Turner Syndrome

Described by Dr. Henry Turner in 1938 as manifested with short stature, webbed neck, cubitus Valgus and sexual infantilism. Grumbach used the term "gonadal dysgenesis" to describe the syndrome. Many girls may have distinctive characteristics, while some girls may show few.


Frequency - Genetics

Turner's Syndrome occurs in 1 in 2,500 live female births. Approximately 98% of pregnancies with Turner's Syndrome abort spontaneously and approximately 10% of fetuses from pregnancies that have spontaneously aborted have Turner's Syndrome.


The syndrome represents a wide spectrum of clinical presentation, the most common of which is the classic Turner's Syndrome with 45 XO karyotype, less common the Mosaic Turner's Syndrome with Mosaic sex chromosome Karyotypes 45, X/46, XX, 45, X/46, XY.


Growth Patterns

Short stature is almost a consistent finding in Turner's Syndrome, the cause of which is multifactorial, including intrauterine growth retardation, gradual decline in height velocity in childhood, absence of pubertal growth spurt and to end organ resistance resulting from skeletal dysplasia. Patients with Turner's Syndrome may have abnormal body proportions characterized by markedly shortened lower extremities. The ultimate height range is between 55 to 58 inches. Familial height may play a role in determining the ultimate height in girls with Turner's Syndrome.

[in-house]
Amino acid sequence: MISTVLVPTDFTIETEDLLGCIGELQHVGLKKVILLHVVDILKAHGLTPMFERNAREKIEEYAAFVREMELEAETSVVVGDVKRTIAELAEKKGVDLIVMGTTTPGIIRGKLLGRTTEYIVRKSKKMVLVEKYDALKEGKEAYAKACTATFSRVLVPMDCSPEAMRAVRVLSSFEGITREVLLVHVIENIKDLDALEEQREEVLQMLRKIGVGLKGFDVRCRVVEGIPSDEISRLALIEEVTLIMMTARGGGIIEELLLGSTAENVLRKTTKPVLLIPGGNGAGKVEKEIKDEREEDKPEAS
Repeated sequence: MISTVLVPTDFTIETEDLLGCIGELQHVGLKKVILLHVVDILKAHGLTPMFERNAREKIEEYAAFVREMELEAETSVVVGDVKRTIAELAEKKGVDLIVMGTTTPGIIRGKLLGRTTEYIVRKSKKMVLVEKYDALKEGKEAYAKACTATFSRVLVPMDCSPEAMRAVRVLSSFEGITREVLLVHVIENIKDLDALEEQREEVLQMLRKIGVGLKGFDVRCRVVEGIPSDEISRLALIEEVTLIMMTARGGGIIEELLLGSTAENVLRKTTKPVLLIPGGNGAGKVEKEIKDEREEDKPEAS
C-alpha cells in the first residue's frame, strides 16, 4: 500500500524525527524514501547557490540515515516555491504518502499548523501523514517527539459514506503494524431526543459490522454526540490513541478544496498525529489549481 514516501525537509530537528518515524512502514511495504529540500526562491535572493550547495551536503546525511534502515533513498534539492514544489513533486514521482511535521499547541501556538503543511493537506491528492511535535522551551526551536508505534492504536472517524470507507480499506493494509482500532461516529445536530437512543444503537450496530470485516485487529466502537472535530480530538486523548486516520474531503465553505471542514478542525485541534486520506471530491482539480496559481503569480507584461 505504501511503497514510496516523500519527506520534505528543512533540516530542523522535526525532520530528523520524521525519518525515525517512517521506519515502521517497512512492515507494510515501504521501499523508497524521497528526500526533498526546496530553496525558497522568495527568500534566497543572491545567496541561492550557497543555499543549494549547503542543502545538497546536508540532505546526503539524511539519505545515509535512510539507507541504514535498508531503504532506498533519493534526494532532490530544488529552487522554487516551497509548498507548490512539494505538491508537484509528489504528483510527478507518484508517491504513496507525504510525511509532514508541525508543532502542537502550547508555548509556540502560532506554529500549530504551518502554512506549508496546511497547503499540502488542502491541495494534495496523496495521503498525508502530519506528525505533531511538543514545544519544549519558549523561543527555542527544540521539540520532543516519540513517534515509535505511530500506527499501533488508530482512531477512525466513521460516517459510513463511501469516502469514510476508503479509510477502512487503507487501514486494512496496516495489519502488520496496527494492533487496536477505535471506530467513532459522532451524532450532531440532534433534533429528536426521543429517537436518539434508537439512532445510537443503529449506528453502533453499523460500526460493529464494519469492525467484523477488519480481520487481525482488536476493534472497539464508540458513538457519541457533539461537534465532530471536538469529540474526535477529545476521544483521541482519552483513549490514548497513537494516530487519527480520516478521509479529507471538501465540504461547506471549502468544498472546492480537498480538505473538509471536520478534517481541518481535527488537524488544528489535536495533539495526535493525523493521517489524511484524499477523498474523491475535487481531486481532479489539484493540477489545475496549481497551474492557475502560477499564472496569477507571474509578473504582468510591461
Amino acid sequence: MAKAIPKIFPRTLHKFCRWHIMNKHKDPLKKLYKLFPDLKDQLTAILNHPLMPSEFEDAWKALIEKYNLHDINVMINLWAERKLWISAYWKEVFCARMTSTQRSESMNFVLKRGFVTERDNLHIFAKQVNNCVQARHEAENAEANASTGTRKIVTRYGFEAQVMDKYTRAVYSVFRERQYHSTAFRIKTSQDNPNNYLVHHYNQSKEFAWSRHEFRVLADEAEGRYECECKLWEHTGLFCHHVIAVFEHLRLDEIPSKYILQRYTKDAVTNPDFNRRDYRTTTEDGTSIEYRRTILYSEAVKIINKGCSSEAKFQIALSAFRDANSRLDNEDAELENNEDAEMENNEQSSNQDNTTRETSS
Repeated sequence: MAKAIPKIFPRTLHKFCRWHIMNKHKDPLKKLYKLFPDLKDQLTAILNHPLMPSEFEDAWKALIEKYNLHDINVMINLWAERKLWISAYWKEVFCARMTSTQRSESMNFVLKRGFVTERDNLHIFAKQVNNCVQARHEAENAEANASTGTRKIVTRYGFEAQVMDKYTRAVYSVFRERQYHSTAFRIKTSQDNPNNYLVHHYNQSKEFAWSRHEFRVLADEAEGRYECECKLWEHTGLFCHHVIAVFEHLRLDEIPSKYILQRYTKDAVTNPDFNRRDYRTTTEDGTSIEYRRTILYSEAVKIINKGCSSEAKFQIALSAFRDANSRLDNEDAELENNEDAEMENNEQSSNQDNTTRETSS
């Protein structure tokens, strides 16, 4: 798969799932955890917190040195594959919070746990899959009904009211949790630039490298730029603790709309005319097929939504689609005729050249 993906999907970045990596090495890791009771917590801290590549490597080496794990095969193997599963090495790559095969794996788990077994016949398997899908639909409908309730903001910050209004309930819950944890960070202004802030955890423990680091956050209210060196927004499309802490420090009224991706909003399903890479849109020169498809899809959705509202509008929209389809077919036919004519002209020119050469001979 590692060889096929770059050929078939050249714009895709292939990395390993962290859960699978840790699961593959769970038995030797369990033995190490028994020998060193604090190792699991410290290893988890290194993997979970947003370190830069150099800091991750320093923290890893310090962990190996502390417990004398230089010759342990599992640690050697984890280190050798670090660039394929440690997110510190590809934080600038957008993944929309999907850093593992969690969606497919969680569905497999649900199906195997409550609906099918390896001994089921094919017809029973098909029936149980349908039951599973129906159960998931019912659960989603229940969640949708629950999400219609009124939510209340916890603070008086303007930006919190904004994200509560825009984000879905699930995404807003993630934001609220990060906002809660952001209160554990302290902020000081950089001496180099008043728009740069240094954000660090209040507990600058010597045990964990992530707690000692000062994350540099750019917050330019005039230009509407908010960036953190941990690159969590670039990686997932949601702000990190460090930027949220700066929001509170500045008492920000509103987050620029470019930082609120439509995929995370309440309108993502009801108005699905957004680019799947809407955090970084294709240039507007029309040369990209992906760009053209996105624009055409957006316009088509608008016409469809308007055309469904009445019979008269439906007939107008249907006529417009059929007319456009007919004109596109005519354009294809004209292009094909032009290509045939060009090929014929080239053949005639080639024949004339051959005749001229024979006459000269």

Children with Turner's Syndrome may have the following physical findings; congenital lymphedema, low posterior hair line, webbed neck, prominent ears, high arched palate, micrognathia, broad chest, cubitus valgus, multiple pigmented nevus, abnormal finger nails, intestinal telangiectasia and hypoplastic nipples. Cardiovascular anomalies are common and the most clinically frequent is coarctation of the aorta. Echocardiographic studies however, showed non stenotic bicuspid aorta valve might be the most common cardiovascular lesion in Turner's Syndrome.


Renal anomalies occur in 1/3 to 1/2 of girls with Turner's Syndrome with monosomic patients at great risk. The most common anomaly is a horse shoe kidney. There is an increased frequency for chronic lymphocytic thyroiditis and diabetes mellitus or carbohydrate intolerance. Patients with Turner's Syndrome are prone to keloid formation. The prevalence of intellectual disability appears to be no greater than that in general population. However, many patients have a specific deficit in special ability and frequently exhibit gross and fine motor dysfunction. The bone age is retarded along with shortening of the fourth metacarpal bone. Osteoporosis may also be seen.



Normal pubertal development and spontaneous menstrual periods do not occur in the majority of children with Turner's Syndrome. Mosaic forms of gonadal dysgenesis are seen in female adolescents with primary amenorrhea and in young women with premature ovarian failure. It is estimated however, that 3 to 8% of 45X Karyotype patients and 12 to 21% of females with sex chromosome mosaicism may have normal pubertal development and spontaneous menstrual periods. Pregnancies have occurred in patients with 45X and 45, X/46XX Karyotypes.